that now the art is lost of moving men's passions, so common among the ancient orators of Greece and Rome. These and the like objections are frequently in the mouths of men who despise the foolishness of preaching. But let us examine the reasonableness of them.
The doctrine delivered by all preachers is the same: “So we preach, and so ye believe :” but the manner of delivering is suited to the skill and abilities of each, which differ in preachers just as in the rest of mankind. However, in personal dislikes of a particular preacher, are these men sure they are always in the right? Do they consider how mixed a thing is every audience, whose taste and judgment differ perhaps every day, not only from each other, but themselves ? and how to calculate a discourse that shall exactly suit them all is beyond the force and reach of human reason, knowledge, or invention. Wit and eloquence are shining qualities that God hath imparted in great degrees to very few; nor any more to be expected in the generality of any rank among men than riches and honor. But further, if preaching in general be all old and beaten, and that they are already so well acquainted with it, more shame and guilt to them who so little edify by it. But these men, whose ears are so delicate as not to endure a plain discourse of religion, who expect a constant supply of wit and eloquence on a subject handled so many thousand times; what will they say when we turn the objection upon themselves, who, with all the rude and profane liberty of discourse they take upon so many thousand subjects, are so dull as to furnish nothing but tedious repetitions, and little, paltry, nauseous commonplaces, so vulgar, so worn, or so obvious, as, upon any other occasion but that of advancing vice, would be hooted off the stage? Nor, lastly, are preachers justly blamed for neglecting human oratory to move the passions, which is not the business of a Christian orator, whose office it is only to work upon faith and reason. All other eloquence hath been a perfect cheat to stir up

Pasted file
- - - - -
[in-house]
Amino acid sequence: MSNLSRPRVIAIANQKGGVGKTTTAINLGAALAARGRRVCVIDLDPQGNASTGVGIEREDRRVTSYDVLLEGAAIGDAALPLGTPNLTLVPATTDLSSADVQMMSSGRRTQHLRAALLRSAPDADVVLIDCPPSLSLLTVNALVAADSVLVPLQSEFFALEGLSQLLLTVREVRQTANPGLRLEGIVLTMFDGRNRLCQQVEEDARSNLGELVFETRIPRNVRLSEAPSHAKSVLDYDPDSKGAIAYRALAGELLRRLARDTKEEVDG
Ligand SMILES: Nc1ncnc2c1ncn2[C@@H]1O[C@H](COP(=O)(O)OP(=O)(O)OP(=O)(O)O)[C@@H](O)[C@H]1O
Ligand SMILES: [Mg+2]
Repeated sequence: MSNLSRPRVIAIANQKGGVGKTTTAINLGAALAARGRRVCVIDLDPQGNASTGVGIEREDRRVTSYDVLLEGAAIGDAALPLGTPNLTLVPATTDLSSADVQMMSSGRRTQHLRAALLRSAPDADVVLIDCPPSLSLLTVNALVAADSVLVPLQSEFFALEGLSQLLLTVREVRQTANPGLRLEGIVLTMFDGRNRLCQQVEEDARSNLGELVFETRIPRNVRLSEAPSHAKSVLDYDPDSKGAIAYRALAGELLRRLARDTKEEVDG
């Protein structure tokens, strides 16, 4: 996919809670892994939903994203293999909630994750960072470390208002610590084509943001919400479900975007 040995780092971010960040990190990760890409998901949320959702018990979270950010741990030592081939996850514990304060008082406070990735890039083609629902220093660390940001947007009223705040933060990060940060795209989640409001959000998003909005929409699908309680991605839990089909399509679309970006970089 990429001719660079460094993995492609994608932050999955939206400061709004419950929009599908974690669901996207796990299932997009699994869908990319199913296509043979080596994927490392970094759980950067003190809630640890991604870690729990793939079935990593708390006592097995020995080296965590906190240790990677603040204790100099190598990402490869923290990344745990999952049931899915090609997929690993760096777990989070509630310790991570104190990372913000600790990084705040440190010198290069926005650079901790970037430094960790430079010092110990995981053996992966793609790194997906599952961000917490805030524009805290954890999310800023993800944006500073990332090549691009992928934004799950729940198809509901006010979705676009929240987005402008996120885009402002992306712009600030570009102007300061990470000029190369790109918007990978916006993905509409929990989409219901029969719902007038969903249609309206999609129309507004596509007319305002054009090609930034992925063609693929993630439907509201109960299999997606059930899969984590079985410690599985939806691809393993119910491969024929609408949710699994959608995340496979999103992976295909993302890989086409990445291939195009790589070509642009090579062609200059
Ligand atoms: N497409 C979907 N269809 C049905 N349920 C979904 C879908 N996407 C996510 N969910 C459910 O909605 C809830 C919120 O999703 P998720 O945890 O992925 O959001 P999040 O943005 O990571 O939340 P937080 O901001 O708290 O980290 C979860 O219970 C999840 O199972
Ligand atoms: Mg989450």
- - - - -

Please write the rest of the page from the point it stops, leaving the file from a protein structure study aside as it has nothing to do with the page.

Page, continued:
men's passions against truth and justice for the service of a faction; to put false colors upon things, and, by an amusement of agreeable words, make the worst reason appear to be the better. This is certainly not to be allowed in Christian eloquence, and therefore St. Paul took quite the other course; he “came not with the excellency of words or enticing speech of men's wisdom, but in plain evidence of the spirit and power.” And perhaps it was for that reason the young man Eutychus, used to the Grecian eloquence, grew tired and fell so fast asleep.
I go on, thirdly, to set forth the great evil of this neglect and